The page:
has accide malty fa lie n in che rioc cha c ends che novel . . As
“underground man,” his sel ~a ppoi nced cask is co realize, in
che narracive he is wricing (che novel itself), che realicies of
black American life and expe rience. Ac che cruc ial curning
poinc of che novel, afce r seeing chree boys in che subway,
d ressed in ”well~ pressed, oo- ~fo ~su mm r suics …. wal ~
ing slowly, cheir shoulders swaying, cheir legs swinging from
cheir hips in crousers chac ballooned from cuffs fin ing snug
CHAPTER 15 Decades of OJange 483
abour rheir ankles; rheir coats long and hip-[ighr wirh oul~
ders far [00 broad [0 be rhose of 11arural wesrern men,” he
muses {Reading 15.4b):
from Ralph Ellison, Invisible Man (1952)
Moving through thecrONds along 125th Street,
I was painfully aware of other men dressed like the
boys, and of girls in dark exotic-oolored stockings,
their costumes surreal variations of downtown styles.
They’d been there all along, but somehow I’d missed
them …. They were outside the groove of history,
and it was my job to get them in, all of them. I looked
into the design of their faces, hardly a one that was
unlike someone I’d known down South. Forgotten
names sang through my head like forgotten scenes in
dreams. I moved through the croNd, the sweat pouring
off me, listening to the grinding roar of traffic, the
growing sound of a record shop loudspeaker blaring
a languid blues. I stopped. Was this all that would be
recorded? Was this the only true history of the times,
a mood blared by trumpets, trombones, saxophones
and drums, a song with turgid, inadequate words?
T he blues is no r enough. His new se ~a ppoi nred [ask is ro
rake rhe respo nsibiliry [ 0 find words adequare [ 0 rhe hisrory
of rhe rimes. Up ro rhis poinr, his own people have bee n
as invisible [ 0 him as he ro rhe m. He l1as o pe ned his own
eyes as he musr now open orhers’. Ar rhe novel’s end, he is
[]3{Read the document from Rom are Bearden on
484 CHAPTER 15 Decades of Change
derennined ro come our of his “hole.” “J ‘m sl1akingoff rhe old
skin,” he says, “and J’llleave ir he re in rhe hole. 1’m coming
our, no less invisible wirhour ir, bur coming our neverrheless.
And 1 suppose ir’s damn well cime …. Perhars d1ar’s yg ea ~
esr social c rime, J ‘ve overs rayed my hibenla[ion, since che re’s
a possibili[y chac even an invisible man l1as a socially es ~
sible role m play.”
Asserting Blackness in Art and Literature One of Ellison’s
narraror’s mosr vi[al realitacions is char he musr, above all
else, asserr his blackness insread of hiding from ir. He musr
noc allow himself ro be absorbed imo whire sociecy. “Musr 1
srrive coward colorlessness t’ he asks.
But seriously, a nd without sno bbery, think o f what the
world would locsc if that should happen. America is woven
o f many stral’x:is; I would recognize them a nd let it so re·
main …. O ur fate is to become one, and yet many-This
is not prophecy, but description.
T here could be no beHe r desc ripcion of rhe collages of
Romare Bearden { 19 11-88). who had worked for two
decades in an almosr emirely absuacr vein, bur who in rhe
early 196(1; began m tear a~s out of Ebony . Look, and Ufe
magazines and assemble chem inro depic[ions of black ex i~
ence. Tile Dooe {Fig. 15.18)- named for the white dove that
is pe rched over che cencral door, a symbol of peace and ~
mony-combines furms of shif[ing scale and differenc orders
of fragmenrn[ion. For example, a gianc cigare r[e ex rends from
rhe hand of che dandy, spo r[ing a cap, ar che righr, and che
gianr fingers of a wona n’s hand reach over che windowsill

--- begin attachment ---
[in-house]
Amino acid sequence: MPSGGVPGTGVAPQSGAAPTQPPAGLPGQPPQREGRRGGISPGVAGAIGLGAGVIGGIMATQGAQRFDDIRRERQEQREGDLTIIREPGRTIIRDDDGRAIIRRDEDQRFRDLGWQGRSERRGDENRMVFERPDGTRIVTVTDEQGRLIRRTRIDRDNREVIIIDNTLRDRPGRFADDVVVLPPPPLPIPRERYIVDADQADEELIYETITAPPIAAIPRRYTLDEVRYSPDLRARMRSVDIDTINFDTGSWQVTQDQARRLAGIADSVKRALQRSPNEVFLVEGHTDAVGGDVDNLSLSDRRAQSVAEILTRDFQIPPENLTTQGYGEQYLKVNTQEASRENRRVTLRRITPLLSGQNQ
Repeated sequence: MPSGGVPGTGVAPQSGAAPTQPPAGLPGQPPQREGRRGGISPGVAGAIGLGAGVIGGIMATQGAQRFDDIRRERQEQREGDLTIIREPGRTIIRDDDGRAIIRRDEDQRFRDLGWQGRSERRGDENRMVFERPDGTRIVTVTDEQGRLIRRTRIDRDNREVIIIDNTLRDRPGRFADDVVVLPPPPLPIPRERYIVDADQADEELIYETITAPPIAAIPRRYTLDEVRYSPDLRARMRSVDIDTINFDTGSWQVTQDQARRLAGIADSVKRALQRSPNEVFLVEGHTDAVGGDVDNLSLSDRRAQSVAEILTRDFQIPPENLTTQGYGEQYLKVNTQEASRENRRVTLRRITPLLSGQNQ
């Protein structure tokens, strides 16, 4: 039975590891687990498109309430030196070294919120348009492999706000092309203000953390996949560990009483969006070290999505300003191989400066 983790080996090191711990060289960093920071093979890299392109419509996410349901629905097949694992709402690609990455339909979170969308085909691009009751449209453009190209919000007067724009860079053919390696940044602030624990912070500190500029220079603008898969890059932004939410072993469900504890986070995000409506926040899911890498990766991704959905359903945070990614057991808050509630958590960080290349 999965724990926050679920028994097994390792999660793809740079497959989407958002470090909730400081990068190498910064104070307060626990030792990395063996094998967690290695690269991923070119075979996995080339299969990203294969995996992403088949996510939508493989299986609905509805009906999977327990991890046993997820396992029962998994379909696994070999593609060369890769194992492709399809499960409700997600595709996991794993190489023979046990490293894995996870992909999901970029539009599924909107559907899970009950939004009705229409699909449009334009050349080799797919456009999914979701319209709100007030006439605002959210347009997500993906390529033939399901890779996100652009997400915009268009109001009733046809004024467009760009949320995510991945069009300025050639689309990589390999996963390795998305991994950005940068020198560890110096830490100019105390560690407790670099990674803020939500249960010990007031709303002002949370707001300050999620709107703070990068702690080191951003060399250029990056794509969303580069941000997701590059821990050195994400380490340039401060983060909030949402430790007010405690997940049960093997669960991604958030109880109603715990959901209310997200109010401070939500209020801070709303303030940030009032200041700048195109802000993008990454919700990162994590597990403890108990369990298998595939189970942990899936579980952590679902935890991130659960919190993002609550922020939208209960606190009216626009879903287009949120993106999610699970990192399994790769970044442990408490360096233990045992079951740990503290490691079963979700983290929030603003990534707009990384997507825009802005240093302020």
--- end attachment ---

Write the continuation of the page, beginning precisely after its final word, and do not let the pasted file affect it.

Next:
ac che cop lefc. T he resulring effecr is almosr kaleidoscopic,
Fig.15.18 Romare Bearden. The
Dove. 1964. Cut~tedprin ed
pa~s. gouache. pencil. and OOIOled
pencilonboard. IJ:% X 18!1′
(33.8 x 47.5cml. Digital Image
~The Muset.m ol Modern Art/
licensed by fX:AlNAn Resot>’ce.
NY. An ~ Ramare Bearden
fooodation,llicensed by VAGA.
New YOtlc. NY. ThewMedog atlhe
lower left appears to bestalki’lg
theblad: cat at the foot of the steps
n themKfdle, inoountetpOi’ll to the
an urban pano rama of a conservmively dressed older ge a~
rion and hipper, you r people garhered inro a scene nearly
bursring wirh e nergy- rhe “one, and yer many.” As Ellison
wrore of Bearden’s arr in 1968:
Bearden’s meaning is identical with his method. His com·
bination of technique is in itself eloquent o f the s harp
breaks, leaps of consciousness, distortions, paradoxes, re·
versals, telescoping of time a 1-.::l surreal blending of styles,
values, hopes, and d reams which c haracterize much o f
I African) American history.
T he sense of a single black America n idenriry, o ne co ~
raining rhe diversi[y of black culrure wirhin ir d uu Bearden’s
work embodies, is also found in rhe work of poer and lay~
wrighr Amiri Bara ka [buh-RAH-kuh) ( 193 4- ). Baraka
c hanged his name from LeRoi Jones in 1968 afrer rhe assas~
sin.mion of [he radical black Muslim minisrer, Malcolm X, in
1965. Malcolm X believed rhar blacks should separare rhemselves
ffom whires in every conceivable way, [har [hey should
give up inregrarion as a goal and e re are rheir own black
narion. As o pposed ro Marrin Lurher King, who advocared
nonviolenr proresr, Makolm advocared viok:nr ac[ion if ee~
essary: “How are you going ro be no nviolenr in Mississippi,”
he asked a Deuoir audience in 1963, “as viok:nr as you were
in Korea~ How can you jusrify being nonviolenr in Missis~
sippi and Alabama, when your churches are being bombed,
and your liHie girls are being murde ed~ … Jf violence is
wrong in America, violence is wrong abroad.”
Baraka’s c hosen Muslim name, Jmamu Amiri Baraka,
refers ro [he divine blessing associared wirh Muslim holy men
rhar can be rransfe rred from a marerial o bjec r ro a person,
so d uu a pi) grim rerurning from Mecca is a carrier of baraka.
Baraka’s 1969 poem, “Ka’Ba” [KAH-buh), see ks ro imbue
baraka upon rhe people of Newark, New Jersey, where Baraka
lived {Reading 15.5):
Amiri Baraka, ” Ka’Ba” (1969)
A closed window looks down
on a diny courtyard, and Black people